UNIVERSITY PLACE, Washington (Reuters) - Former champion Graeme McDowell describes it as “a fantastic test” but other players are less effusive about the links-style Chambers Bay layout for this week’s U.S. Open.
The par-70 course that stretches along Puget Sound features the biggest elevation changes ever seen at a U.S. Open and with luck of the bounce likely to be commonplace on undulating fairways and greens, it will test players to the full.
“It’s a beautiful venue,” Swedish world number six Henrik Stenson told reporters while preparing for Thursday’s opening round in the second major of the year.
”It’s a golf course that’s a bit different from the normal U.S. Opens. There are a few deadly places out there, but if you avoid those ones, you should have a shot to up around the green most of the time.
“You’re going to get some good breaks, you’re going to get some bad breaks, and you just have to hang in there throughout the whole week if you want to do a good tournament.”
Northern Irishman McDowell, who grew up playing links golf and won the 2010 U.S. Open at Pebble Beach, was lavish in his praise for a layout covered throughout by fescue grass, featuring massive fairways and towering sand dunes.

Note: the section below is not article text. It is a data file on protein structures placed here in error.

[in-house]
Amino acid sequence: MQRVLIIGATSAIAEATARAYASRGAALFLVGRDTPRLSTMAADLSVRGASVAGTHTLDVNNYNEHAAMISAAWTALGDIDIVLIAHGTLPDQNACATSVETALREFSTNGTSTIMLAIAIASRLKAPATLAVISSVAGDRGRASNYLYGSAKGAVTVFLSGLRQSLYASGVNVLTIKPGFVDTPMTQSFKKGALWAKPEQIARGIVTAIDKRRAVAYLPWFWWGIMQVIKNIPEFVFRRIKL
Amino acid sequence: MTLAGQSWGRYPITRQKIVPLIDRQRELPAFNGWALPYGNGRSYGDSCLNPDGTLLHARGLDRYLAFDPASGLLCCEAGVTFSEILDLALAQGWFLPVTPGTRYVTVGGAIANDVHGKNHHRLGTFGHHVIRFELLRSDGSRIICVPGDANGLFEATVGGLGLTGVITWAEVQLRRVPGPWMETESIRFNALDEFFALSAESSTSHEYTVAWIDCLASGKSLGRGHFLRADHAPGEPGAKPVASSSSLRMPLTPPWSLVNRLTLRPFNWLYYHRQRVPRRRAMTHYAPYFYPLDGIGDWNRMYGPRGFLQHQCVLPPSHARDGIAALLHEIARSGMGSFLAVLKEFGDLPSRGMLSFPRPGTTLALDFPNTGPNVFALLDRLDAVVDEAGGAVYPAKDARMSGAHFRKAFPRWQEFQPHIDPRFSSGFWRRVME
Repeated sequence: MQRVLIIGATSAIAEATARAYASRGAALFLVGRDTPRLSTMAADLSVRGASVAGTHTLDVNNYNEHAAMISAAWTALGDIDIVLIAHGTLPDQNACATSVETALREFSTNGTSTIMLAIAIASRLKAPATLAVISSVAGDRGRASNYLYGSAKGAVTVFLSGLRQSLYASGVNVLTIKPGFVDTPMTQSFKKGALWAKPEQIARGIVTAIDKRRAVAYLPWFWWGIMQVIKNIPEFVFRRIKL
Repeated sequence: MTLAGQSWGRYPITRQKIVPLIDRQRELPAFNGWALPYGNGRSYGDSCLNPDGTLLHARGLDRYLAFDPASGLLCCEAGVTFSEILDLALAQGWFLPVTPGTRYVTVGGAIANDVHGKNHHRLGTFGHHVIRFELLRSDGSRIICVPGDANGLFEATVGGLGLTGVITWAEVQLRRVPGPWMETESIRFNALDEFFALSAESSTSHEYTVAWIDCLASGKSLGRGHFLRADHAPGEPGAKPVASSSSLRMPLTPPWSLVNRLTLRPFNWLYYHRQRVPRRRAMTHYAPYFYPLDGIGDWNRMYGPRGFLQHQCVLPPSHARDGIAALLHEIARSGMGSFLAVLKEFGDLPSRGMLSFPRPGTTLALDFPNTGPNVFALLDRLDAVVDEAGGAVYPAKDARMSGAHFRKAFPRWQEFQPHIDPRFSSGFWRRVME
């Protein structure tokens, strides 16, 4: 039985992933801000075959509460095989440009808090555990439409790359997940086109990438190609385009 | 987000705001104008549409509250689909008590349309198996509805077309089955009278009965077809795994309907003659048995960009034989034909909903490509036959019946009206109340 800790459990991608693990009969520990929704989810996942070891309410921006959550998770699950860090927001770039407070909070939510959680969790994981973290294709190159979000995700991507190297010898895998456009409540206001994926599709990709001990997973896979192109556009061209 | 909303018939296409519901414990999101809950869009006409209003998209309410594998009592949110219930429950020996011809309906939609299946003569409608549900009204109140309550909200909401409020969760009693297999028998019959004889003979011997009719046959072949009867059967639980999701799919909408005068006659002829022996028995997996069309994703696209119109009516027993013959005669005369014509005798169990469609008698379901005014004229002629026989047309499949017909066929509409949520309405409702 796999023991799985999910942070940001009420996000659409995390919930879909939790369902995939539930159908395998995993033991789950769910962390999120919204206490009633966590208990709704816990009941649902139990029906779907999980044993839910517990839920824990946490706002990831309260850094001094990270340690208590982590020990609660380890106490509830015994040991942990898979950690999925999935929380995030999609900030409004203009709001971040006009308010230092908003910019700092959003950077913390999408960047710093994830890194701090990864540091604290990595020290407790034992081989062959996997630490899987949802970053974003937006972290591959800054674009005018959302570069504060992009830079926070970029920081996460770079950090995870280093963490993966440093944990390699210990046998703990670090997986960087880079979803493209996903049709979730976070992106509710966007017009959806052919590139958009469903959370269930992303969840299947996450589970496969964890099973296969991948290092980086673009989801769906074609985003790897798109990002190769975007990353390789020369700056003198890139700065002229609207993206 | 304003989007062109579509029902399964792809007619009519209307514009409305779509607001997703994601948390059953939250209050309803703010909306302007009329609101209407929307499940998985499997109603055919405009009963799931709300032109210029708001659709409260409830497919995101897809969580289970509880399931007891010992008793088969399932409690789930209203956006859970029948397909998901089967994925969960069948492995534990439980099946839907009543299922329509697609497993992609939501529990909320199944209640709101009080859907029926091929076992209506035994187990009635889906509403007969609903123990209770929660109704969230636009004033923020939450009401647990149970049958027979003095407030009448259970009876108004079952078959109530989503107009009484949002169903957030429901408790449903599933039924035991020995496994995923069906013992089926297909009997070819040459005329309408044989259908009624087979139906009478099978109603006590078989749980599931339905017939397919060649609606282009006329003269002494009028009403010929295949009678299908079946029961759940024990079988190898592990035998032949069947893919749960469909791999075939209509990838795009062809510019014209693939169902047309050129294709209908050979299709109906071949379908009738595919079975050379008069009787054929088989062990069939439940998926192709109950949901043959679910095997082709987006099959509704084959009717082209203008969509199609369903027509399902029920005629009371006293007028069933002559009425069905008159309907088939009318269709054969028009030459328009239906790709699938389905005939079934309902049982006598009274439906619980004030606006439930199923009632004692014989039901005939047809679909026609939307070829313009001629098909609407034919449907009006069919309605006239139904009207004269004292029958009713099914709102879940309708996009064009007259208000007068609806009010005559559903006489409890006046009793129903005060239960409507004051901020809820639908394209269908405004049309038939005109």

”The golf course is incredibly fast and fiery, as pure a links golf course as I think I’ve ever seen on this side of the Atlantic Ocean,“ said McDowell about the Robert Trent Jones Jr. design. ”I really, really like the golf course.
“It’s got a few holes which have me scratching my head, but mostly I think it’s a fantastic test.”
While Stenson and McDowell are among those players who have embraced Chambers Bay, there are plenty of detractors.
England’s Ian Poulter, before seeing this week’s venue, caused a Twitter stir when he posted: “Well several players have played Chambers Bay in prep for US Open. The reports back are its a complete farce. I guess someone has to win.”
American Morgan Hoffmann, who will be competing this week in his fourth U.S. Open, said: ”I think more than 50 percent are going to hate it; that’s what I’ve heard already.
“It’s just an advantage for me. I love this course. I just like that you have to be creative and there are so many shots around the green you can play. And there’s not just one way to play it. There are 50 ways to do it.”
The U.S. Open is renowned for the mental composure required by the players and its course set-up over the years has made it the most exacting of the four major tournaments.
“You can hit a great shot and the ball ends up in the wrong spot and if you take that the wrong way, you’re behind the eight-ball and you’re not really going to have a chance,” said American world number nine Rickie Fowler.
“You have to be able to accept it and move on.”
Editing by Larry Fine